I found this book to be loaded with food-for-thought. It raises a number of questions that aren’t answered inside (e.g. is Fukuoka’s approach scalable?,) but it’s a fascinating and highly readable introduction to natural farming. I’d highly recommend it for those interested in the subject.
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If you’re looking to attain Enlightenment, you may have turned to someone like the Buddha or Epictetus for inspiration. But I’m here to tell you, if you can put these four pieces of Shakespearean wisdom into practice, you’ll have all you need to uplift your mind.
There is nothing either good or bad, but thinking makes it so.william Shakespeare, Hamlet
Through Yoga, practitioners learn to cultivate their inner “dispassionate witness.” In our daily lives, we’re constantly attaching value judgements and labels to everything with which we come into contact (not to mention the things that we merely imagine.) As a result, we tend to see the world not as it is, but in an illusory form.
The fault, dear Brutus, is not in our stars, but in ourselves.William shakespeare, julius caesar
In Psychology class, you may remember learning about the self-serving bias, a warped way of seeing the world in which one attributes difficulties and failures to external factors, while attributing successes and other positive outcomes to one’s own winning characteristics. Like Brutus, we need to learn to stop thinking of our experience of life as the sum of external events foisted upon us, and to realize that our experience is rooted in our minds and how we perceive and react to events.
The fool doth think he is wise, but the wise man knows himself to be a fool.william shakespeare, as you like it
A quote from Hamlet also conveys the idea, “There are more things in heaven and earth, Horatio, than are dreamt of in your philosophy.” If you grasp this idea, you may become both humbler and more readily capable of discarding bad ideas in favor of good. It’s common to want to think of yourself as a master, but this leads only to arrogance and to being overly attached to ineffective ideas. Be like Socrates.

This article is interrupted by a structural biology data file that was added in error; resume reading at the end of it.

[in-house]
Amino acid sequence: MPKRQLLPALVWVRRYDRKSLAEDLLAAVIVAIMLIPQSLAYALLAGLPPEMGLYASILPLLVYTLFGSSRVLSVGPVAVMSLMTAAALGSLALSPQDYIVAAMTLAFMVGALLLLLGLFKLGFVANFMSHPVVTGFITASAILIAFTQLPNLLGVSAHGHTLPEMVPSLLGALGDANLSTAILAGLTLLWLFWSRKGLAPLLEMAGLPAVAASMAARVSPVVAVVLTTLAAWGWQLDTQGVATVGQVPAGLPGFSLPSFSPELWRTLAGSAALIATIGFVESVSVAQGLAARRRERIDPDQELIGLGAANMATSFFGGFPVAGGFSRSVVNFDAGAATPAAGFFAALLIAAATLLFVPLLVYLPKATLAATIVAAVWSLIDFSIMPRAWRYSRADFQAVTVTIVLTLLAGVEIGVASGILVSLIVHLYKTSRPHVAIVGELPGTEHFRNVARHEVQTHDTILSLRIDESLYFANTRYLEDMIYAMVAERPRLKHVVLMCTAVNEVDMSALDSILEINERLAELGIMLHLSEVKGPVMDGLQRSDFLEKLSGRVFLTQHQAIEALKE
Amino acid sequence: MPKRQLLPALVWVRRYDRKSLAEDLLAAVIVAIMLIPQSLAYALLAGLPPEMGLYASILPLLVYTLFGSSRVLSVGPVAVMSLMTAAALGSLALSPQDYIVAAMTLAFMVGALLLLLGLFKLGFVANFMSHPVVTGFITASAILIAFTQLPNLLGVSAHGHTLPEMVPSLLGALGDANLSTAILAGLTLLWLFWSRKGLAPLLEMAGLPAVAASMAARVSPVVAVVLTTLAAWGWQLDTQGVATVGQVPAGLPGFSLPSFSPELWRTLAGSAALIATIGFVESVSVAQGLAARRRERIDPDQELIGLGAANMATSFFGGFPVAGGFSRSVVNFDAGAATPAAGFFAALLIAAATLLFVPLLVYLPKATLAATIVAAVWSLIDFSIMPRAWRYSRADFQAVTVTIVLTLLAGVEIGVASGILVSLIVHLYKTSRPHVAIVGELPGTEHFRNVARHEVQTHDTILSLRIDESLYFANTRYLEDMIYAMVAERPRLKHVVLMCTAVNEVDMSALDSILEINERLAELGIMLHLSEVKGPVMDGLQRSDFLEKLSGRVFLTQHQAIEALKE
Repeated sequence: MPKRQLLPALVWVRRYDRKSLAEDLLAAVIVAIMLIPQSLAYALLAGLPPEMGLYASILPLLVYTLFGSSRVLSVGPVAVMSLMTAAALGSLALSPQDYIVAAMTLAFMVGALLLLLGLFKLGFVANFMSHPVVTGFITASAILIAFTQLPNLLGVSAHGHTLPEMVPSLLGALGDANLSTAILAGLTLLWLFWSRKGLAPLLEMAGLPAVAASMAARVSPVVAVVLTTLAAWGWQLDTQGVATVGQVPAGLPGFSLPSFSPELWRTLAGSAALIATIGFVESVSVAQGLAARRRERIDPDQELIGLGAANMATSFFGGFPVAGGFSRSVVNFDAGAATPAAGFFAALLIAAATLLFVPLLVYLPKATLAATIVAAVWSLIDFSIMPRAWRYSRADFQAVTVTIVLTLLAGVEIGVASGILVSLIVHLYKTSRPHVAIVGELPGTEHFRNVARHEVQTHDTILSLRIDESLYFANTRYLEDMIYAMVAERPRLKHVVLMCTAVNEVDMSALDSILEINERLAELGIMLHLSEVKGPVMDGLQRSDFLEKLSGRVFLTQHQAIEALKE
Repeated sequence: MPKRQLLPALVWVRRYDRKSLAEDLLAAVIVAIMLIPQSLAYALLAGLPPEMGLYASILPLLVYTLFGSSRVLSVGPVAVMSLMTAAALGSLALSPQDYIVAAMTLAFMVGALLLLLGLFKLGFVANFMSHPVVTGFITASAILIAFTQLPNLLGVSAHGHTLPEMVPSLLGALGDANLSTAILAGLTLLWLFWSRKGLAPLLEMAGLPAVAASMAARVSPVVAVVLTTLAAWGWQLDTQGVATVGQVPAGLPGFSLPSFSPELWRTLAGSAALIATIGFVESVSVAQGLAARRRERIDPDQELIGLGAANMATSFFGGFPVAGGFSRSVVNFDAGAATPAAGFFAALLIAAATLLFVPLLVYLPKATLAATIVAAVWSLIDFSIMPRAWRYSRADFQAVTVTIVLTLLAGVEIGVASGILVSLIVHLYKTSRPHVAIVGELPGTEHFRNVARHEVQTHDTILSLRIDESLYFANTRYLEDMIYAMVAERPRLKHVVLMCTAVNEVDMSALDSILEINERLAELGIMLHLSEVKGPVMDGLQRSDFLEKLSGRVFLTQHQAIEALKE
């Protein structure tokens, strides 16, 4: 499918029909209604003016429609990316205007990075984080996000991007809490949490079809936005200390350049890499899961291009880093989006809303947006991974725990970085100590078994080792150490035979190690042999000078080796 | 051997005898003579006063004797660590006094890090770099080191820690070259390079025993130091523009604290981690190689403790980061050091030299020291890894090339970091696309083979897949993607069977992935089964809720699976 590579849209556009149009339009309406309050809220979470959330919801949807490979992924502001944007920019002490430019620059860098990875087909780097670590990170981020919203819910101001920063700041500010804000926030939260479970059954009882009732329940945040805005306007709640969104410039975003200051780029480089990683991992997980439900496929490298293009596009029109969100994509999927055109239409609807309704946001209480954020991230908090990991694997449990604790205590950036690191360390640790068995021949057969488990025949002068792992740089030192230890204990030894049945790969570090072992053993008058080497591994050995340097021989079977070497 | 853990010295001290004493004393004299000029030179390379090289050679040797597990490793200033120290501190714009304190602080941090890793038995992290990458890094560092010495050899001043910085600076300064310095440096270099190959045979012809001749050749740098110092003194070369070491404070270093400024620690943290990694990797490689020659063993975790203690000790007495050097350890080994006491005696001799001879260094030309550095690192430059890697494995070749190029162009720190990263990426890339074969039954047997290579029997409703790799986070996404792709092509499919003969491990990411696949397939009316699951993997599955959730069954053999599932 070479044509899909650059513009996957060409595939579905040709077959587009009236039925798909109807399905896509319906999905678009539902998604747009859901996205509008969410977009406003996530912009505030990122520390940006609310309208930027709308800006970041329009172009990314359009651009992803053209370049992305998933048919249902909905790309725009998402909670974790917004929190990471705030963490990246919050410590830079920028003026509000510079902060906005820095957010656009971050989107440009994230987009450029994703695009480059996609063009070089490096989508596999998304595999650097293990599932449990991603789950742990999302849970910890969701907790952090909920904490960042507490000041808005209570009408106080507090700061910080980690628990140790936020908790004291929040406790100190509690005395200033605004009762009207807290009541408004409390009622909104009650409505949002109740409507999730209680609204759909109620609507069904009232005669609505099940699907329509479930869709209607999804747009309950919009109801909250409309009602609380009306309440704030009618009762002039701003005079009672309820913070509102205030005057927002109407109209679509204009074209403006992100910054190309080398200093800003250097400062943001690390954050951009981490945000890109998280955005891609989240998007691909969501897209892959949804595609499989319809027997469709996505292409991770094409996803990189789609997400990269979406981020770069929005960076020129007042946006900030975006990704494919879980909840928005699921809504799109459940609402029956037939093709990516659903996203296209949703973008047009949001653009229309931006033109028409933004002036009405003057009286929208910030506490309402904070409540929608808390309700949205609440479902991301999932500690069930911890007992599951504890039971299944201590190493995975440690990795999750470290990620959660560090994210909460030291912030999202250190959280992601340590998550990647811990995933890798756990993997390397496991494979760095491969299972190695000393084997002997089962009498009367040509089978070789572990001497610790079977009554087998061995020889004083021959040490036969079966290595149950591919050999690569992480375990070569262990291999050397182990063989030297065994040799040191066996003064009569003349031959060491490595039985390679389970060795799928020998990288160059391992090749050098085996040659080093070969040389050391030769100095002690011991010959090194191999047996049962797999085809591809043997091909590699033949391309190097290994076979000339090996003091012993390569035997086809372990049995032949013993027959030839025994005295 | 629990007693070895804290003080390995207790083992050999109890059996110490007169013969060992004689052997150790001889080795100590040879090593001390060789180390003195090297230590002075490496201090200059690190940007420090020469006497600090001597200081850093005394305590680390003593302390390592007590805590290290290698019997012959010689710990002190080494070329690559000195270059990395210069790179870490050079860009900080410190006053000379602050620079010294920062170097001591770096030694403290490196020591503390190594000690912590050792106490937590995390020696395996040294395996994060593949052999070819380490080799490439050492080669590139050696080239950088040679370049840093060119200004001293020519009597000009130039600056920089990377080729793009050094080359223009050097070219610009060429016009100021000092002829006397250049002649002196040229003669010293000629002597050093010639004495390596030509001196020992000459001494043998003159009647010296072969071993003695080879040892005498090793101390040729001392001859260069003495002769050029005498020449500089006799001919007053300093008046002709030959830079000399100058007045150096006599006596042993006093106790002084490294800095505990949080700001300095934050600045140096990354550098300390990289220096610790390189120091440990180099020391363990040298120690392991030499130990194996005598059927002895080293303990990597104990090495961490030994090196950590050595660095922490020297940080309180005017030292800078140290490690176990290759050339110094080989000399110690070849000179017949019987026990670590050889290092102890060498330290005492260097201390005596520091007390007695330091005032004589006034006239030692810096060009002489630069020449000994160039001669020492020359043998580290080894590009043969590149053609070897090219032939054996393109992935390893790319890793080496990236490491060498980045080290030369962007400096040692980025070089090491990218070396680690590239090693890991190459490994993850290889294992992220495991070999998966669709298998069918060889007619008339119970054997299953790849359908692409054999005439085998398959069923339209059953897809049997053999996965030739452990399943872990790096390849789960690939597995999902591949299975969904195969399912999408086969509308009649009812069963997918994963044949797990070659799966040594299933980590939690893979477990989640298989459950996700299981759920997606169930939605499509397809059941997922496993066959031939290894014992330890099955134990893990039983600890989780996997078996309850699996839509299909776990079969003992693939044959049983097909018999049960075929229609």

Cowards die many times before their deaths; The valiant never taste of death but once.william shakespeare, julius caesar
Fears and anxieties lead people into lopsided calculations in which a risky decision is rated all downside. Those who see the world this way may end up living a milquetoast existence that’s loaded with regrets. No one is saying one should ignore all risks and always throw caution to the wind, but our emotions make better servants than masters. One needs to realize that giving into one’s anxieties has a cost, and that that cost should be weighed against what one will get out of an experience.
There it is: Enlightenment in four bits of Shakespearean wisdom.
Emerson said, "Trust thyself: every heart vibrates to that iron string." REM said, "What's the frequency, Kenneth?" Will Kenneth's waves propagate down the line? If so, would they add to, or cancel out, the waves of others? That depends on the frequency, Kenneth! I guess that's why Michael Stipe took such an impassioned interest in the question. Is it even a good thing if one's waves add to those of another? Might it not become disharmonious, like a runaway washing machine, shaking violently, parts flying through the air in smooth ballistic arcs only to bounce and clatter in dull discordance. Does one's iron string even need to come into contact with Kenneth's? Might not the wave energy passing through the air stir up a resonance in one's bones? Questions, such as these, haunt me -- not to mention: Who, exactly, is Kenneth?